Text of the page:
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File photo of the Saskatoon skyline. Saskatoon’s economy will grow by a hefty 5.2 per cent in 2013, up from 4.7 per cent last year, a Conference Board of Canada forecast says. (Jacques Boissinot/The Canadian Press)
File photo of the Saskatoon skyline. Saskatoon’s economy will grow by a hefty 5.2 per cent in 2013, up from 4.7 per cent last year, a Conference Board of Canada forecast says. (Jacques Boissinot/The Canadian Press)

Saskatoon, Regina to lead in 2013 economic growth: report Add to ...

Saskatoon and Regina are set to outpace other major Canadian cities this year as the fastest growing economies, the Conference Board of Canada is forecasting.

Boosted by strength in goods production, Saskatoon’s economy will grow by a hefty 5.2 per cent in 2013, up from 4.7 per cent last year, according to the think tank’s latest Metropolitan Outlook.

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The city’s Saskatchewan cousin Regina is heading for growth of 5 per cent this year, following real gross domestic product (GDP) increases above five per cent in two of the last three years, says the report.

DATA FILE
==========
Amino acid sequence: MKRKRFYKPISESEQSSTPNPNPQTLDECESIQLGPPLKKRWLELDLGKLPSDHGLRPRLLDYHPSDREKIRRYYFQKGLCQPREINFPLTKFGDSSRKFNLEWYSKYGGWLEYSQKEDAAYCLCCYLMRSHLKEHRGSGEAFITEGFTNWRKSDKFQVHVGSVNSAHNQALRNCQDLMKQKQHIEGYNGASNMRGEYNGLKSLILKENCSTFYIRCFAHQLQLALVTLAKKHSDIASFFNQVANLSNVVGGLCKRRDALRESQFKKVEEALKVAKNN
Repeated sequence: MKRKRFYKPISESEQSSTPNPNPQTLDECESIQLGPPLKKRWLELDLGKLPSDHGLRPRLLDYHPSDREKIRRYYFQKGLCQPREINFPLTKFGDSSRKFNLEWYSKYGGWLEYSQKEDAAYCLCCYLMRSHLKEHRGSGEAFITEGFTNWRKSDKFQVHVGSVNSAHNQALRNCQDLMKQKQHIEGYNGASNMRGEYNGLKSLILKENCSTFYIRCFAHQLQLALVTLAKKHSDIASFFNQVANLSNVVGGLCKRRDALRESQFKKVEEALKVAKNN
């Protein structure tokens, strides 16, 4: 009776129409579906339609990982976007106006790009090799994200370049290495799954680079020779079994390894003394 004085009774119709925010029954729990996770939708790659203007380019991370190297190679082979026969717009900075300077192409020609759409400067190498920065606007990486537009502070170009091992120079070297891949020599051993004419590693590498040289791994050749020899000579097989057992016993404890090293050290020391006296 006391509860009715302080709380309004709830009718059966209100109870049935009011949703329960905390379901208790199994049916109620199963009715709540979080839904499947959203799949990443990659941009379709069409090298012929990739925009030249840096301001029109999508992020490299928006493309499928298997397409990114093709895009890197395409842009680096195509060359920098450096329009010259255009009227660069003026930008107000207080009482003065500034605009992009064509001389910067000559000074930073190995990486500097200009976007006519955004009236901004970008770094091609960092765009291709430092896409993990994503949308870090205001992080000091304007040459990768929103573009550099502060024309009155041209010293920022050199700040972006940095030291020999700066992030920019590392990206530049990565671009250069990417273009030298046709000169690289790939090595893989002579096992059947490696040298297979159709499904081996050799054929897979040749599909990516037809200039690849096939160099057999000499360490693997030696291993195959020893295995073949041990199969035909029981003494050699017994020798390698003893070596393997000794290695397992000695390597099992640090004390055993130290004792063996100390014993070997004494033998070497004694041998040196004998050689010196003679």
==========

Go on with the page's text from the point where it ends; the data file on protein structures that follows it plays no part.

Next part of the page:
“Saskatoon and Regina continue to sizzle. In 2013, both economies are expected to grow about three times as fast as the overall Canadian economy,” said Mario Lefebvre, director of the board’s municipal studies centre.

“Vibrant job markets in Saskatoon and Regina are attracting newcomers from all over Canada and abroad, boosting population growth and spurring demand for housing.”

Calgary will see a slowdown in 2013 – real GDP growth of 3.3 per cent, down from 4.3 per cent – due mostly to the impact of the floods that hit the area earlier this year, but goods-sector gains will help offset an anticipated easing in the services sector, says the report.

Edmonton is on track for economic growth of 4.2 per cent this year thanks to energy-related investment that is boosting the construction, primary and manufacturing sectors.

Vancouver looks to be a laggard, with growth of only 2.2 per cent this year as a result of slumping activity in manufacturing and construction, according to the quarterly publication.

Due to a decline in manufacturing and a weak services sector, Toronto’s real GDP growth is expected to come in at only 1.6 per cent in 2013, while Montreal, Quebec City and Hamilton, Ont. will likely put in growth of 1.3 per cent.

Other cities forecast growth rates:

Winnipeg: 1.4 per cent

Halifax: 1.7 per cent

Ottawa-Gatineau: 0.8 per cent

Victoria: 0.1 per cent

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